5 Warning Signs You Might Be Depressed (and Not Just in a Bad Mood)

Feeling down for a day or two is one thing, but when that state of sadness persists, you could be facing something more serious: depression. It’s important to be able to recognize the difference between commonplace mood dips and more severe signs of depression, both in yourself and in others.

While no gender or age group is immune to depression, women are thought to be at greater risk, but there’s a catch. “This may be a reflection that women are more likely to seek help for their symptoms,” says Samar McCutcheon, MD, a clinical assistant professor of psychiatry at the Ohio State University in Columbus, Ohio. Depression in seniors and adolescents is also common. And having a personal or family history of depression can increase your future risk of depressive episodes.

The trouble is, people often use “depression” to loosely describe normal disappointments or moments of sadness. So how do you know if you’re actually depressed? “The official definition is two or more weeks of a constellation of five or more distressing and impairing symptoms,” says Dr. McCutcheon, adding that there are several major signs of depression. In general, if the depression symptoms are present more days than not, and are getting worse versus improving, you could be experiencing a major depressive episode.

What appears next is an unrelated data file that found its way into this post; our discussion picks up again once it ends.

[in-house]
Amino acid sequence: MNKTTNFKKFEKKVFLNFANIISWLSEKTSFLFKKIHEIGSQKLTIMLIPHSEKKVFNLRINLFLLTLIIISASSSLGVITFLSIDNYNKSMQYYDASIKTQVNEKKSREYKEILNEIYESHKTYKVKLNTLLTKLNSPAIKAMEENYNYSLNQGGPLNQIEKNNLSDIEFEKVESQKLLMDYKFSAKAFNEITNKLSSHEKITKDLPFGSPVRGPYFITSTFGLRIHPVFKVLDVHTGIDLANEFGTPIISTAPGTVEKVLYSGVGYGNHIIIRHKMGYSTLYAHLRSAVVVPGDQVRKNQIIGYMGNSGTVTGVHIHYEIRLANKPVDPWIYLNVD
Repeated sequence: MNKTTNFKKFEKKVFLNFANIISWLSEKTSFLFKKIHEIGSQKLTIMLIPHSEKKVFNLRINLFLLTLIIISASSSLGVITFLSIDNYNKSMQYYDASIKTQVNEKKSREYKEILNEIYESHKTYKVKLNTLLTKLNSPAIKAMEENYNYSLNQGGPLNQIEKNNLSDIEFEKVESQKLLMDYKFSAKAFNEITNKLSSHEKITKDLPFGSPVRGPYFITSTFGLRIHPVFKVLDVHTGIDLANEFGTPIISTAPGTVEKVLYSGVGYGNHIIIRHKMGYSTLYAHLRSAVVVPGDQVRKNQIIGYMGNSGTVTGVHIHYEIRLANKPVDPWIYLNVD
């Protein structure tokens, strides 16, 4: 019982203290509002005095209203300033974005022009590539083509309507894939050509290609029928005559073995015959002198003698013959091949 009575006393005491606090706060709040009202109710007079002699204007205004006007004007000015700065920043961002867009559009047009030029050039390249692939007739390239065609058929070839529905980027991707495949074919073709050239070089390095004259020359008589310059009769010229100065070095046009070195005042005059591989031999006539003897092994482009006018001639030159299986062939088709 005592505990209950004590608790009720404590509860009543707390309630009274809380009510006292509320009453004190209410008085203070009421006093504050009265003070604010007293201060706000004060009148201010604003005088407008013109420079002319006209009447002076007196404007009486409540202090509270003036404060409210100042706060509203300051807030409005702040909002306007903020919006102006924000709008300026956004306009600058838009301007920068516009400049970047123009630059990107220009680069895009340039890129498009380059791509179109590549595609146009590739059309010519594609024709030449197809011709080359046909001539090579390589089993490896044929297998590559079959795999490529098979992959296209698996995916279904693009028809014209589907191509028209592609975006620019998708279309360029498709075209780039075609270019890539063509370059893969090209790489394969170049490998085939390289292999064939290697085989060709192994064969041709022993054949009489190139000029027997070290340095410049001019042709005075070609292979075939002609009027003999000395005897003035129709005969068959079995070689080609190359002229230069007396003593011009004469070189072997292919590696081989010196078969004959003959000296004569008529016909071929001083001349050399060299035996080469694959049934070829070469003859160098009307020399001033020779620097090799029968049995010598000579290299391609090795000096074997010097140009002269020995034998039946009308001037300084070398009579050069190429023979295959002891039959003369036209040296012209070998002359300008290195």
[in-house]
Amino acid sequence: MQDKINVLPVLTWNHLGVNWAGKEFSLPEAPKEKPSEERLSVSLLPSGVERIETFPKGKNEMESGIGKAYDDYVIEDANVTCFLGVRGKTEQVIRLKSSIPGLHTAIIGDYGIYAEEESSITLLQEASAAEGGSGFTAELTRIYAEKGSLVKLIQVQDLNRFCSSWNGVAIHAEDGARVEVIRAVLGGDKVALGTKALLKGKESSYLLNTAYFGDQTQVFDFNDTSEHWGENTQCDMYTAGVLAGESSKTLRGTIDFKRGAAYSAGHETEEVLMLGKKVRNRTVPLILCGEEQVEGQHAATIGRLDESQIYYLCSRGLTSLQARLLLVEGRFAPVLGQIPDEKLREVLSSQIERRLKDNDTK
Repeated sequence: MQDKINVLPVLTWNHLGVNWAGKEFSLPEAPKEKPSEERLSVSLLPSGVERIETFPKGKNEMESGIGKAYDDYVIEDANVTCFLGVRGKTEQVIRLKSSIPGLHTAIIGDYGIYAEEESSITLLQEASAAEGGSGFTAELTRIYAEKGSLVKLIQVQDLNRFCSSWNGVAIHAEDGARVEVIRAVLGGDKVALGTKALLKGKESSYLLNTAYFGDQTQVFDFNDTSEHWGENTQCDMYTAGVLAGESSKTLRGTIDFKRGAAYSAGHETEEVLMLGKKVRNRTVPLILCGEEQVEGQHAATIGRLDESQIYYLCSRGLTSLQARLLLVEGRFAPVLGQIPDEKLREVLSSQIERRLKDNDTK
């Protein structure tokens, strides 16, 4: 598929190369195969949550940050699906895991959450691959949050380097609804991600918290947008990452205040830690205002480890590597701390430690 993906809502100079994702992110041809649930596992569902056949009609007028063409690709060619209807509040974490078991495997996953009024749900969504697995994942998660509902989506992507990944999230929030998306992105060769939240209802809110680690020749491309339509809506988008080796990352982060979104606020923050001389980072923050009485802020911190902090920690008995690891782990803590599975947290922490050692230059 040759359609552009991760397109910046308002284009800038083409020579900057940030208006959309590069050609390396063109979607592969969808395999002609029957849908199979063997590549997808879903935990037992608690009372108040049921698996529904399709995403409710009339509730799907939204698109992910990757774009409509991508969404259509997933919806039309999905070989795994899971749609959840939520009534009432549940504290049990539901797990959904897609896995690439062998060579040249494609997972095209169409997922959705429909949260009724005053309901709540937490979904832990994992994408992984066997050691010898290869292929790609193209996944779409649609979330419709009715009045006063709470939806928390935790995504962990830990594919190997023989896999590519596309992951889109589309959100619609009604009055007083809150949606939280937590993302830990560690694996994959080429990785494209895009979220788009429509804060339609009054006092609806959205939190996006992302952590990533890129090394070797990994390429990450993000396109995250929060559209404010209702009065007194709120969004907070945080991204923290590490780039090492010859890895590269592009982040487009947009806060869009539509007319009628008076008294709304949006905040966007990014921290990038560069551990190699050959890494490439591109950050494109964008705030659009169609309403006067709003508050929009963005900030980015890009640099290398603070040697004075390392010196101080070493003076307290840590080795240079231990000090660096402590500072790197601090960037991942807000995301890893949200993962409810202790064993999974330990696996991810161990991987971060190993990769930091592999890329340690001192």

And it’s nothing to take lightly, as depression can take a tremendous physical and mental toll on your health. “Depression is a mental disorder that affects how you feel, think, and act, and can lead to serious emotional or physical problems,” says Barbara Nosal, PhD, LMFT, LADC, chief clinical officer at Newport Academy in Orange County, Calif.

Here’s the surprise, though: It’s entirely possible to be depressed and not realize it. Since depression tends to develop gradually and can manifest in small changes in behavior, mood, or energy, it can be tough to spot the signs, Nosal says. Symptoms also vary from person to person and aren’t one-size-fits-all, she adds. While one person with depression might have insomnia and difficulty concentrating, another may sleep too much but still feel physically and mentally fatigued.

If you suspect you’re suffering from depression, don’t try to get over it on your own. “Depression is a medical condition, similar to hypertension or diabetes, and is best treated with the guidance of a medical professional,” says Dr. McCutcheon. Of course, many people are ashamed or embarrassed to seek help, but remember that your life may literally depend on it. If you’re struggling with any combination of the below-mentioned signs of depression, or it’s interfering with your everyday life, talk to a mental health provider or your primary care provider about next steps to prevent things from getting worse.

To help you figure out if you’re suffering from depression, here are five of the most common symptoms to watch out for. Read more on the next page.

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